As World Water Week continues in Stockholm and CI expands our focus on freshwater security and species contributions, the results of a new analysis of the survival prospects for freshwater turtles were presented this week.
Mention the word ‘turtle,’ and the instant reaction from most people is, “Oh, I love them! It’s so amazing how they nest on the beach. They’re going extinct, right?” In the shadow of their charismatic sea turtle relatives, freshwater turtles rarely bask in the spotlight of public attention. Maybe it’s because, at least in the United States, freshwater turtles can still be seen without too much effort: Walk along a wetland, look down from a bridge or paddle your kayak, and chances are that you’ll see some small turtles swimming or basking in the sunshine.
The United States is a privileged place when it comes to turtles – it has more native and endemic species than any other country worldwide. And while habitat loss, traffic mortality and the collection of wild specimens for consumption and pets have reduced some populations and species, many others remain widespread and abundant.
Elsewhere, turtle species have not fared so well. The usual twin evils of direct exploitation and habitat loss have pushed over 40 percent of all 334 currently-known turtle species into a situation where they run a very real risk of extinction within our lifetimes. Nowhere are the threat percentages as high as in Asia.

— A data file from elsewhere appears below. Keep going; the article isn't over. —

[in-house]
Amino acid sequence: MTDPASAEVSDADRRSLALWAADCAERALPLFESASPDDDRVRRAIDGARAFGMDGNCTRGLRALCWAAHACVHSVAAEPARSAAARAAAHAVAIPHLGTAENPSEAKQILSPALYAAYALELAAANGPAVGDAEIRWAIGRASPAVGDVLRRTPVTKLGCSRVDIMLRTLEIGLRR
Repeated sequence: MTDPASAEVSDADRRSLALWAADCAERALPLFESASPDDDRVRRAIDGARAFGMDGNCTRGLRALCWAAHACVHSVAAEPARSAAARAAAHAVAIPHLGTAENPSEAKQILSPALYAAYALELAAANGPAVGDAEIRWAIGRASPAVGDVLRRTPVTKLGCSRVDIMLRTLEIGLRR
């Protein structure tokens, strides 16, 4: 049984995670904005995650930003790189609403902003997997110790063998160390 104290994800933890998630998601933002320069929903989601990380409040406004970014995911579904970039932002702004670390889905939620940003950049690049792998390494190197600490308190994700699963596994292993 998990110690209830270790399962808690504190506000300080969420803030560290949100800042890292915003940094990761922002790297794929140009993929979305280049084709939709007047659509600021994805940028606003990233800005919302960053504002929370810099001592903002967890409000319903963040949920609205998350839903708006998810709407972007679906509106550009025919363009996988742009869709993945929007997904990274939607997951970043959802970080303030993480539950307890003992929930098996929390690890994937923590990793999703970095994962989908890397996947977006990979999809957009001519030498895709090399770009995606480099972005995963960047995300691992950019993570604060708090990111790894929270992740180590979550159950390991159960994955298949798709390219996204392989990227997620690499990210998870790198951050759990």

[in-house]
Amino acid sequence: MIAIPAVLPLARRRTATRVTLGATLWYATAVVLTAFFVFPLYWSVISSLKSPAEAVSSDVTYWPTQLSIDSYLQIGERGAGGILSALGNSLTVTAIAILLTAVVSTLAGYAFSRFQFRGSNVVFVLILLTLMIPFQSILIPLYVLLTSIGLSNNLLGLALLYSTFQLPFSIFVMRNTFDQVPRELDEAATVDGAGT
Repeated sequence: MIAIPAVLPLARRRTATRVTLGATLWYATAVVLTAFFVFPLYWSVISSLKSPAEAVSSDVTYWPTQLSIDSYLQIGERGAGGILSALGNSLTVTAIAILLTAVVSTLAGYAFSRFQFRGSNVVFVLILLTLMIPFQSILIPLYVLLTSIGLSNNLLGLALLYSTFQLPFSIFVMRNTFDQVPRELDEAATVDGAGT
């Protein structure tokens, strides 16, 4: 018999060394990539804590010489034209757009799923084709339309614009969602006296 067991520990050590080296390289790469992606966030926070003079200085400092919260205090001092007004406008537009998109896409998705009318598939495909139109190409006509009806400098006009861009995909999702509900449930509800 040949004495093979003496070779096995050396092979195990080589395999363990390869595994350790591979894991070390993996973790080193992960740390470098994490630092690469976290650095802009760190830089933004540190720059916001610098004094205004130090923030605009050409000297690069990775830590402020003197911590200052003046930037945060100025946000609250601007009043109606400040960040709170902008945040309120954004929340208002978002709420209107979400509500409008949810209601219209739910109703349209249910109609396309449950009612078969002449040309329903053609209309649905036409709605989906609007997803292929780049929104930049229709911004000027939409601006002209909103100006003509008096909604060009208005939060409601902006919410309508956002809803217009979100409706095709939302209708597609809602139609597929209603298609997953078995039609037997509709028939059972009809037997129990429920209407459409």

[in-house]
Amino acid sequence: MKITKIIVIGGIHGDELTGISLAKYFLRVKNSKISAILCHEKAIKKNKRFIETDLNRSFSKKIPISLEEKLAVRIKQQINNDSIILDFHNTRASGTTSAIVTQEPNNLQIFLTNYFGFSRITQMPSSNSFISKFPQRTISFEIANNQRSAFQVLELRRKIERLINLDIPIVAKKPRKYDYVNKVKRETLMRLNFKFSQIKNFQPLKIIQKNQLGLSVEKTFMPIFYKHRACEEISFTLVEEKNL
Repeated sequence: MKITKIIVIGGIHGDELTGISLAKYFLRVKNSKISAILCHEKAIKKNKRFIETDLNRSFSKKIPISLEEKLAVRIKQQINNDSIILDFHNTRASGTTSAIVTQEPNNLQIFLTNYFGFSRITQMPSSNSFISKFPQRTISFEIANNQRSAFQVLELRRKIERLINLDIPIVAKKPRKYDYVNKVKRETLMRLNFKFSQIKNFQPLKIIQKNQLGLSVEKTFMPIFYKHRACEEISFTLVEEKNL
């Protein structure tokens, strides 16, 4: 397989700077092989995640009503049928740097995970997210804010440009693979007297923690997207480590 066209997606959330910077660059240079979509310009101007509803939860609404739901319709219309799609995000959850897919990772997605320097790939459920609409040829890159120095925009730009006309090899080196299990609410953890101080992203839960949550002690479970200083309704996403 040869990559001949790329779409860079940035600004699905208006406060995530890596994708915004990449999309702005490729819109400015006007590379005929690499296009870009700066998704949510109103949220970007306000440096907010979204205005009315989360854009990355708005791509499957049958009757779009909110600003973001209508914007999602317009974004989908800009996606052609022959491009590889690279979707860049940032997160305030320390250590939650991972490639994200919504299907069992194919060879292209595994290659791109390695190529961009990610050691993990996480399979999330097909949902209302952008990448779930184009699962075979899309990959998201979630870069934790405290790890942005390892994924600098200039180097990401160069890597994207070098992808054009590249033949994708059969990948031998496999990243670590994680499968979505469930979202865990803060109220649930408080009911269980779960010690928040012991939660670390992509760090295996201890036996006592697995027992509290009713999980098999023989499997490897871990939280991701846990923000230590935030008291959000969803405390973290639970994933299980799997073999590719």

As well as a pleasant sighting during a hike or paddle, freshwater turtles are useful to the ecosystem as a whole. In most cases, turtles’ ecological benefits are modest and in the background; they help balance the freshwater food web, they contribute to keeping water clean and healthy by scavenging dead animals, and they help keep populations of other species healthy by preying preferentially on slow, weak and sick animals. In some cases, though, turtles are of significant importance. Diamondback terrapins (Malaclemys terrapin) feed mainly on salt-marsh snails, which in the absence of terrapins will multiply to densities where the snails overgraze the marsh grasses, allowing erosion to eat away at the tidal shoreline.
Because of their life history dynamics, turtles are generally not a sustainable source of meat and food security for rural communities. However, many species have good potential for ecotourism or to produce hatchling turtles for the global pet trade. By collecting hatchling turtles in place of adults, people will allow the adult turtles to continue to reproduce in the wild, sustaining turtle populations. These types of sustainable initiatives can generate local income while recognizing the present and future value of wild turtles in the landscape.
There are enormous challenges on the conservation horizon. Some are greater priorities than others. And while the essential large-scale processes proceed, some of us will contribute by working on the smaller scale, trying to protect every species we can – to prevent any more turtle species from going extinct and to help keep common species common.
Peter Paul van Dijk is director of the Tortoise & Freshwater Turtle Conservation Program in CI’s President’s Office. Read more about some of the world’s most endangered freshwater and terrestrial turtles, check out our turtle photo gallery, and submit your turtle questions for Dr. van Dijk. He will answer a selection of these questions next week.